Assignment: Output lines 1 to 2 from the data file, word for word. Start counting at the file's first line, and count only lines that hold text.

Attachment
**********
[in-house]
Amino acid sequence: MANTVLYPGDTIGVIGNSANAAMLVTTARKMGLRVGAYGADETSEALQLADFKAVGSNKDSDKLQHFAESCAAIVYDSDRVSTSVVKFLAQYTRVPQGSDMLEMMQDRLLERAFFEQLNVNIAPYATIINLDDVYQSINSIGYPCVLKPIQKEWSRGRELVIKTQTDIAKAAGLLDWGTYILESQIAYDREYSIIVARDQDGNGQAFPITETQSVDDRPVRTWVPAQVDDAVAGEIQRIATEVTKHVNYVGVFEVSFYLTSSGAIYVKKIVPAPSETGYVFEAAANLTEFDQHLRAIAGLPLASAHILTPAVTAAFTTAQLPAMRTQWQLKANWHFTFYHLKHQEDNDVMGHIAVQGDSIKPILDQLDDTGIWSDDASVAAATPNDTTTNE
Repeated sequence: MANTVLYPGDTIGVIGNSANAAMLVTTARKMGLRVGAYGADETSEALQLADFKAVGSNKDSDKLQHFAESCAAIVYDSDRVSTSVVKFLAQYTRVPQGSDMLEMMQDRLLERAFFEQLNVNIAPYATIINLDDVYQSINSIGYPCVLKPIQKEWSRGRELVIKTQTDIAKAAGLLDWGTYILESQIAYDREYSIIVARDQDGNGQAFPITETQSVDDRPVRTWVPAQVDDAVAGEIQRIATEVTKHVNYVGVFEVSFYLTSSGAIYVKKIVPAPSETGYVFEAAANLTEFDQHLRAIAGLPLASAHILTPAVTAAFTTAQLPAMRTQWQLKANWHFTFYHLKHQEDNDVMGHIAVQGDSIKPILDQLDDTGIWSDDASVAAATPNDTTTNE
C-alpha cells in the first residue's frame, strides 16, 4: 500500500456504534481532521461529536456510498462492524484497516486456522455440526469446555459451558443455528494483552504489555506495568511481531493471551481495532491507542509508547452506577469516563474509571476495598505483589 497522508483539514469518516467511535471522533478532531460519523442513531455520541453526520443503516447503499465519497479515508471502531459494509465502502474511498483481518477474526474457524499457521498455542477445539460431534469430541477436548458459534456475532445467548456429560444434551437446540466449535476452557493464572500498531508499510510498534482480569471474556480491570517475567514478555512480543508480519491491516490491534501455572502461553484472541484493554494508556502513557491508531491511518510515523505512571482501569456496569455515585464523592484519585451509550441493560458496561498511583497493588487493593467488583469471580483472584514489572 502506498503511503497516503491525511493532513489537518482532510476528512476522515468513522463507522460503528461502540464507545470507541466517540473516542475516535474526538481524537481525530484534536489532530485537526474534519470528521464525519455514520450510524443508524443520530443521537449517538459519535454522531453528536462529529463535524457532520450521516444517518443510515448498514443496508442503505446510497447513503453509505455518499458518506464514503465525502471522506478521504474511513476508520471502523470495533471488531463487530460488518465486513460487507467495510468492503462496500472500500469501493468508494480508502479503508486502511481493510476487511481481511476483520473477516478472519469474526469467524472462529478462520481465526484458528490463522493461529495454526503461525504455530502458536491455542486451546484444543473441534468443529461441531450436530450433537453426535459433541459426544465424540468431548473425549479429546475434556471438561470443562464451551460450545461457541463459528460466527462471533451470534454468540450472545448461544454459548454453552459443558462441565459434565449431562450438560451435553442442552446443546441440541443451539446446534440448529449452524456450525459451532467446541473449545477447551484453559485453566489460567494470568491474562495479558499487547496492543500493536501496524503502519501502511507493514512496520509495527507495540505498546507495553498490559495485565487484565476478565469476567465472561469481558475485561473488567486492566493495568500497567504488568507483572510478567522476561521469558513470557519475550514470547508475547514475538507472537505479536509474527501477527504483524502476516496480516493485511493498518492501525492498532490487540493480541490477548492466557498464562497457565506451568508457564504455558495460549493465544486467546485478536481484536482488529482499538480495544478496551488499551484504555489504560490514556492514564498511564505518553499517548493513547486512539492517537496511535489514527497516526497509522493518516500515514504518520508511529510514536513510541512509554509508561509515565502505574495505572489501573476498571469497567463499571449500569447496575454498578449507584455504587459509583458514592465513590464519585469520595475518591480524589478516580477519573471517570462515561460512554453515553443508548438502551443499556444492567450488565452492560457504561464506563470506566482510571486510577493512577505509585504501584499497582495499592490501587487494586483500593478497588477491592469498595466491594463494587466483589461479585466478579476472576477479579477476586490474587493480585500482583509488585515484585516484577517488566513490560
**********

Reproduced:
[in-house]
Amino acid sequence: MANTVLYPGDTIGVIGNSANAAMLVTTARKMGLRVGAYGADETSEALQLADFKAVGSNKDSDKLQHFAESCAAIVYDSDRVSTSVVKFLAQYTRVPQGSDMLEMMQDRLLERAFFEQLNVNIAPYATIINLDDVYQSINSIGYPCVLKPIQKEWSRGRELVIKTQTDIAKAAGLLDWGTYILESQIAYDREYSIIVARDQDGNGQAFPITETQSVDDRPVRTWVPAQVDDAVAGEIQRIATEVTKHVNYVGVFEVSFYLTSSGAIYVKKIVPAPSETGYVFEAAANLTEFDQHLRAIAGLPLASAHILTPAVTAAFTTAQLPAMRTQWQLKANWHFTFYHLKHQEDNDVMGHIAVQGDSIKPILDQLDDTGIWSDDASVAAATPNDTTTNE